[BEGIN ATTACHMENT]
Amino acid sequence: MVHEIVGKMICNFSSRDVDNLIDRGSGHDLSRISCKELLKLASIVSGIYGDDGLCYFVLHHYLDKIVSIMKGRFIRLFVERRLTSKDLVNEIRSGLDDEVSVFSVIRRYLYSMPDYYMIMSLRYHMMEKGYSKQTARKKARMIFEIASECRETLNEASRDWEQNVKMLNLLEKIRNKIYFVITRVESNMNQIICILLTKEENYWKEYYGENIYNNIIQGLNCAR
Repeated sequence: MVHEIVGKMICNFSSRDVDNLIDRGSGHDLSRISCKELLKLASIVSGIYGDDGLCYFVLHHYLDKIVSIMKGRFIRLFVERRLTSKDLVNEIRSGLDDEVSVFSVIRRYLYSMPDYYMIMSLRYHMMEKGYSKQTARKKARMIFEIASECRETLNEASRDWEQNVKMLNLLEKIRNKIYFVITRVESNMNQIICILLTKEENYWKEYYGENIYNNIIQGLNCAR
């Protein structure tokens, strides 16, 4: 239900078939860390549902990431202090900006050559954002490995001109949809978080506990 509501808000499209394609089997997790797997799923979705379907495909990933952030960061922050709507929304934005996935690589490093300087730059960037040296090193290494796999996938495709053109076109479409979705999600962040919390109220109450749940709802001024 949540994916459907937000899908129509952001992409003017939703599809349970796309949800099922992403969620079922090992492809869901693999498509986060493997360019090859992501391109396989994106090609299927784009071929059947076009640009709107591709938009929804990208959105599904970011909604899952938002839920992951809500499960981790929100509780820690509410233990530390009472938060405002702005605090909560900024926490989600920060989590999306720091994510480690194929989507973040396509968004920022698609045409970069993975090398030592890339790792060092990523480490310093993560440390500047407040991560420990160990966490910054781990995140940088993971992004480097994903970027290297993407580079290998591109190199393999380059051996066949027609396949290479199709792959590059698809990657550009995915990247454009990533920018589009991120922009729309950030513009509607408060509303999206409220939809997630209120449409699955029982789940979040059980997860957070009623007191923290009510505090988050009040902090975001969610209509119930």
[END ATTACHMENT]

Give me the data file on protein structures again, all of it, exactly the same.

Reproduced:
Amino acid sequence: MVHEIVGKMICNFSSRDVDNLIDRGSGHDLSRISCKELLKLASIVSGIYGDDGLCYFVLHHYLDKIVSIMKGRFIRLFVERRLTSKDLVNEIRSGLDDEVSVFSVIRRYLYSMPDYYMIMSLRYHMMEKGYSKQTARKKARMIFEIASECRETLNEASRDWEQNVKMLNLLEKIRNKIYFVITRVESNMNQIICILLTKEENYWKEYYGENIYNNIIQGLNCAR
Repeated sequence: MVHEIVGKMICNFSSRDVDNLIDRGSGHDLSRISCKELLKLASIVSGIYGDDGLCYFVLHHYLDKIVSIMKGRFIRLFVERRLTSKDLVNEIRSGLDDEVSVFSVIRRYLYSMPDYYMIMSLRYHMMEKGYSKQTARKKARMIFEIASECRETLNEASRDWEQNVKMLNLLEKIRNKIYFVITRVESNMNQIICILLTKEENYWKEYYGENIYNNIIQGLNCAR
């Protein structure tokens, strides 16, 4: 239900078939860390549902990431202090900006050559954002490995001109949809978080506990 509501808000499209394609089997997790797997799923979705379907495909990933952030960061922050709507929304934005996935690589490093300087730059960037040296090193290494796999996938495709053109076109479409979705999600962040919390109220109450749940709802001024 949540994916459907937000899908129509952001992409003017939703599809349970796309949800099922992403969620079922090992492809869901693999498509986060493997360019090859992501391109396989994106090609299927784009071929059947076009640009709107591709938009929804990208959105599904970011909604899952938002839920992951809500499960981790929100509780820690509410233990530390009472938060405002702005605090909560900024926490989600920060989590999306720091994510480690194929989507973040396509968004920022698609045409970069993975090398030592890339790792060092990523480490310093993560440390500047407040991560420990160990966490910054781990995140940088993971992004480097994903970027290297993407580079290998591109190199393999380059051996066949027609396949290479199709792959590059698809990657550009995915990247454009990533920018589009991120922009729309950030513009509607408060509303999206409220939809997630209120449409699955029982789940979040059980997860957070009623007191923290009510505090988050009040902090975001969610209509119930």